Alternative world gathers in Asia
The fourth World Social Forum, which began on Friday in Mumbai, India, is expected to draw more than 75,000 advocates of alternative forms of globalisation.
Switzerland will be represented by a delegation of about 50 people, including parliamentarians, trade unionists and members of non-governmental organisations.
The first three World Social Forums (WSF) were held in the Brazilian city of Porto Alegre. Now it is the turn of Mumbai to host this annual gathering of organisations and movements opposed to “neo-liberal globalisation”.
From January 16-21, between 75,000 and 100,000 people from 130 countries are expected to converge on India’s commercial capital to discuss the idea that “Another World Is Possible” – the slogan that has accompanied the event over the past four years.
The programme includes some 1,200 seminars, meetings and events devoted to a wide range of subjects, from the aftermath of the Iraq war to the situation in the Palestinian territories.
Other themes include the state of the world economy, water resources and food supplies. Much attention will also be paid to India’s Dalits or “untouchables”.
A global forum
The great innovation this time is undoubtedly the WSF’s move to another continent – a move that has been under consideration since the first gathering was held in Porto Alegre in 2001.
The event will be staged in a metropolis embodying many of the contradictions which characterise the countries of the South in this age of globalisation: on the one hand, enormous social, environmental and demographic problems [according to the latest estimates, Mumbai has a population of 18 million]; on the other, a rapidly expanding economy.
“By moving to Asia, the World Social Forum is becoming a truly global event,” says Sergio Ferrari, journalist and press officer of E-Changer, one of the non-governmental organisations (NGOs) which have helped organise the Swiss delegation’s visit to Mumbai.
Spotlight on Asia
For geographical – and also for cultural and political – reasons, the Porto Alegre gathering was essentially a Latin American and European affair.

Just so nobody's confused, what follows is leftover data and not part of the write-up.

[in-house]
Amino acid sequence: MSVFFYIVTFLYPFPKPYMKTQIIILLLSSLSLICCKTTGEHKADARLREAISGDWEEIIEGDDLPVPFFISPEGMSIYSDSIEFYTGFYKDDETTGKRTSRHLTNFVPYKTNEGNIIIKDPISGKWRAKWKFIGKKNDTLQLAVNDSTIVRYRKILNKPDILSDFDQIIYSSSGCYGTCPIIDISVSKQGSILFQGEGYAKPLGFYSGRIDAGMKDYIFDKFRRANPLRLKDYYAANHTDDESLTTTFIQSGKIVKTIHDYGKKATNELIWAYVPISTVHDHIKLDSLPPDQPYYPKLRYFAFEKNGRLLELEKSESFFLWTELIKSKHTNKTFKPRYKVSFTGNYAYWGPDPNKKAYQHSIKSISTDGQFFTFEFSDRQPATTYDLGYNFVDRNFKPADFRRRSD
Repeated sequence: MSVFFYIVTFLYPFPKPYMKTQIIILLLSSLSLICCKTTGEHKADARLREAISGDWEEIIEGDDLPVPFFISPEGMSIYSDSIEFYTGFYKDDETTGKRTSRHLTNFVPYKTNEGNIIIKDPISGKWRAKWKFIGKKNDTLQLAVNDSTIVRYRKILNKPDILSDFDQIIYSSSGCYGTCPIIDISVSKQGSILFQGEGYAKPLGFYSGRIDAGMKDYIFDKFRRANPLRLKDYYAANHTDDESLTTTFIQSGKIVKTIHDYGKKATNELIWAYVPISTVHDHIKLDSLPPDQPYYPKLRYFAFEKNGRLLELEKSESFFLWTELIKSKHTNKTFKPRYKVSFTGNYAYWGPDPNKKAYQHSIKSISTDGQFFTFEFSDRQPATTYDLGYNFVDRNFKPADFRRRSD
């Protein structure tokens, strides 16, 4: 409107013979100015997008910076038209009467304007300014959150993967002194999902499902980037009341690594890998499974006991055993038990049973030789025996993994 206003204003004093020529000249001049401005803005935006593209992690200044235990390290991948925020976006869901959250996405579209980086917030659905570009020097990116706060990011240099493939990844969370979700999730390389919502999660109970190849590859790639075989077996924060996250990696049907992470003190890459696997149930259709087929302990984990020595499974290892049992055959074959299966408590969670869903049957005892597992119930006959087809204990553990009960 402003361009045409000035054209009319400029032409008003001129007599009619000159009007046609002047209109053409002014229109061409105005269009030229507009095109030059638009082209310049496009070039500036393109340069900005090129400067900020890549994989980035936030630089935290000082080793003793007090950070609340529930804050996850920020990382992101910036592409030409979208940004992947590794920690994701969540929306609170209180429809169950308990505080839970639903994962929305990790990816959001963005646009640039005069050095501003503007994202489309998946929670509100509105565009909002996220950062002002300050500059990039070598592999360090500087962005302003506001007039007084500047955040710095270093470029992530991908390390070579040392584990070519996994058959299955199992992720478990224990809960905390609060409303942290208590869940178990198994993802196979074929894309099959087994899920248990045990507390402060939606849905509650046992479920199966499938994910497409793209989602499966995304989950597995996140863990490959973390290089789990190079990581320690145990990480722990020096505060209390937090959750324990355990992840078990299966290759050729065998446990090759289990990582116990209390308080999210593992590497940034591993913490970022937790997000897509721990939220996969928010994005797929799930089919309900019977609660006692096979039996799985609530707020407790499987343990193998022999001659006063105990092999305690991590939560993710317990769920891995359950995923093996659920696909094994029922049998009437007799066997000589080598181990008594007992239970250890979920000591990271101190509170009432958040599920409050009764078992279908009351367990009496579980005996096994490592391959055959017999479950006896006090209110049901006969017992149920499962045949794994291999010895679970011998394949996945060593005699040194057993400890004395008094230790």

Asia and Africa were of course represented, but did not play a central role. With the choice of Mumbai, this situation is set to change.
“Half of the world’s population lives in Asia,” observes Sergio Ferrari. “It is one of the most socially dynamic areas of our planet.”
And Mumbai promises to turn the spotlight on this dynamism, with all its many facets.
Over half the participants are of Asian – and particularly Indian – origin. The biggest foreign delegation is from Pakistan, a sign of the growing détente between these two nuclear powers.
A sizeable Swiss delegation will also be present in Mumbai. Organised by the Swiss Coalition of Development Organizations, it will be the largest Switzerland has sent to the World Social Forum.
It is made up of around 50 people, including six parliamentarians and a number of trade unionists, journalists, members of NGOs and representatives of the Swiss Agency for Development and Cooperation (SDC).
Swiss Coalition’s Pepo Hofstetter, who is coordinator of the delegation, said the WSF was above all an opportunity to meet representatives from other NGOs and share experiences.
Meet, listen and learn
“The World Social Forum in Porto Alegre and the European meetings held in Florence in 2002 and Paris in 2003 were particularly useful in enabling us to build a network of international collaboration on the issue of tax evasion,” he said. “Now we are working on a similar project relating to drinking water.”
“I hope that in India it will be possible to hear the voices of those who have nothing, who are completely destitute,” said the Green Party’s Ruth Genner, one of the parliamentarians in the delegation.
“In Mumbai, we shall be discussing some of the world’s most serious problems,” she added.
“I would like to see members of rightwing parties taking part in an event of this kind. Perhaps they would come to understand that putting up barriers is not the way to solve such problems.”
More than a protest
For the participants, the WSF is more than just a protest against the World Economic Forum meeting held in Davos: they see it as an opportunity to offer alternatives to the dominant economic and social model.
“This is a meeting place for grass-roots movements and a kind of world intellectual counter-elite,” claimed Social Democrat parliamentarian Rudolf Strahm, who has attended the WSF on two previous occasions.
“The World Social Forum has a pioneering role to play in the development of new ideas and approaches,” he noted.
“It is a sounding board for the ideas being discussed within movements and organisations all over the world.”
swissinfo, Andrea Tognina in Mumbai
Those attending the meeting include:
– the former chief economist of the World Bank, Joseph Stiglitz;
– the Iranian winner of the Nobel Peace Prize, Shirin Ebadi;
– the former Israeli and Palestinian ministers, Yossi Beilin and Yasser Abed, promoters of the Geneva Accord;
– the Indian writer, Arundhati Roy.
The Swiss delegation includes:
– Social Democrat parliamentarians Ruth-Gaby Vermot-Mangold, Liliane Maury-Pasquier, Maria Roth Bernasconi and Rudolf Strahm;
– the Green Party’s Ruth Genner and Luc Recordon;
– Vaud-based theologian Shafique Keshavjee.
Swiss NGOs (see links) are also involved in organising some of the WSF activities.
Between 75,000 and 100,000 people are expected to attend the World Social Forum in Mumbai (formerly Bombay).
The first WSF was held in Porto Alegre, Brazil, in 2001.
In 2005, the event will return to Porto Alegre.
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